In the not so distant past, when money was cheap and time was tight, a FICO score of 700 and a one-page application was enough to land a $150,000 business loan.In the time it takes to get a drive-thru cheeseburger, some of the biggest small business lenders in America were handing out lines of credit by relying heavily on personal credit scores to rubber-stamp applications. Given that most business loans are unsecured, a lender has little recourse, when a loan goes sour, beyond the personal guarantee of principals. And if the principals backing a loan are broke, a personal guarantee is virtually useless. In a conference call with analysts back in October 2008, former Bank of America (BAC) Chairman and Chief Executive Kenneth Lewis memorably called the deteriorating credit quality of the bank's small business portfolio "a damn disaster."
Today, banks are still reeling from these loans. With purse strings still tight, getting into your lender's head and preparing in advance can mean the difference between denial and approval.
The first step is to understand how the underwriting process works these days: It begins with a review of your personal credit report to assess your character and basic default risk, with much more attention paid to the qualitative sections, including your payment history and public records data. It is this information, not simply the credit score, that can disqualify your application altogether. Banks are looking for obvious red flags, such as previous bankruptcy filings, liens, or judgments. Skipped or missed student loan or child support payments may bring your basic character into question. Lenders are also focusing on late payments of staple expenses, such as mortgage, car, and credit-card payments. Even one late payment will be viewed as an indication you are starting to slip.
The Role of Credit Scores
Next, a lender will focus on your personal credit score to determine if you fit the general risk profile of the bank. Lenders have discovered a strong correlation between the personal credit of an owner and a business's ability to pay back a loan. While business credit reports also include scores, they are used far less frequently by banks. These reports often exclude critical information on a business owner's previous payment history, prior bankruptcies, and outstanding liens, making them less comprehensive. Much of the data reported are voluntary, relying on the cooperation of a business's credit partners, making them a less reliable resource.
While a personal credit score will not make or break your application, it will have significant impact on your borrowing costs. Each personal credit agency has a slightly different take on calculating credit scores (sometimes called FICO, FICO II, or Beacon); depending on the source, your score can vary up to 50 points. While it is hard to generalize a good or bad score, your cost of capital may increase if your score is below 700.
You're not done yet. Get ready to provide proof of income. Even with a blemish-free credit report and high FICO score, borrowers seeking $50,000 or more may be asked to supply up to three years of personal and business tax returns for income verification. This is in addition to financial pro formas and personal guarantees that lenders will otherwise require. Banks want to know that you have the personal resources to backstop unsecured loans. The amount of scrutiny a lender will conduct may depend on its size. A regional bank may have a smaller buffer to withstand loss than a national bank. As a result of their risk aversion, they may seek more protections, including mandatory certificates of deposit.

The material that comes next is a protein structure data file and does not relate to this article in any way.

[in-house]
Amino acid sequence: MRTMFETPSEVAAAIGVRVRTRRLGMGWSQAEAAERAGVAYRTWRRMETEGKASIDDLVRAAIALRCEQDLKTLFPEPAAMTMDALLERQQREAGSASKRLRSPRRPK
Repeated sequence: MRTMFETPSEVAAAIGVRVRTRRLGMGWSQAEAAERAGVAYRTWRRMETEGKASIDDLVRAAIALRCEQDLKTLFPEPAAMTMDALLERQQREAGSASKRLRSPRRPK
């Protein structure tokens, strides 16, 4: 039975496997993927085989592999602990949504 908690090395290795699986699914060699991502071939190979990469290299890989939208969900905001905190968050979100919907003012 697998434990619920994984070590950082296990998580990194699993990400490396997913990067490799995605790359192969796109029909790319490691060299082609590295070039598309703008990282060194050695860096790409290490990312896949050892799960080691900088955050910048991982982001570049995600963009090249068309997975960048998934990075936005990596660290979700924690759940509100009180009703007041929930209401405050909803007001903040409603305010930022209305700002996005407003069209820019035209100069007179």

Follow Up on Credit Reports
With a little planning, it is possible to improve your chances of getting a loan and reduce your borrowing costs.
Start by pulling your personal and business credit report with the major agencies three to six months before you anticipate applying for a loan. Consumer credit reports are available through Experian (EXPGF), Equifax (EFX), and TransUnion. Experian and Dun & Bradstreet (DNB) publish business reports. Review these reports for errors; if you find mistakes, follow up directly with the reporting agency.
Then encourage trade partners—from credit-card companies to suppliers—to report positive payment activity. Much of the coverage provided by the major business credit reporting agencies relies on voluntary feedback from creditors.
John Ulzheimer, president of consumer education at Credit.com, also suggests paying close attention to three avoidable credit missteps that can sabotage your loan application:
1. Missed payments. Even one late or missed payment can affect your score and your borrowing cost. Be especially prompt with the payment of core bills, including mortgage, car payments, student loans, and child support payments.
2. High credit utilization. Ideally, banks want you to be drawing only a small portion of the credit available to you. If you are regularly drawing 50 percent or more of available credit, apply for new cards. Bear in mind that a bank may start to penalize you if you have dozens of cards with high limits that you never use, especially if these cards once utilized could overload you with an unmanageable level of debt.
3. High debt to income. Lenders will want to see this ratio well below 50 percent when factoring in housing expense.
Finally, be realistic about the amount of credit you seek. Your financial projections should include debt service payments, and your personal tax returns should validate that you have the resources to guarantee payments personally if things go awry.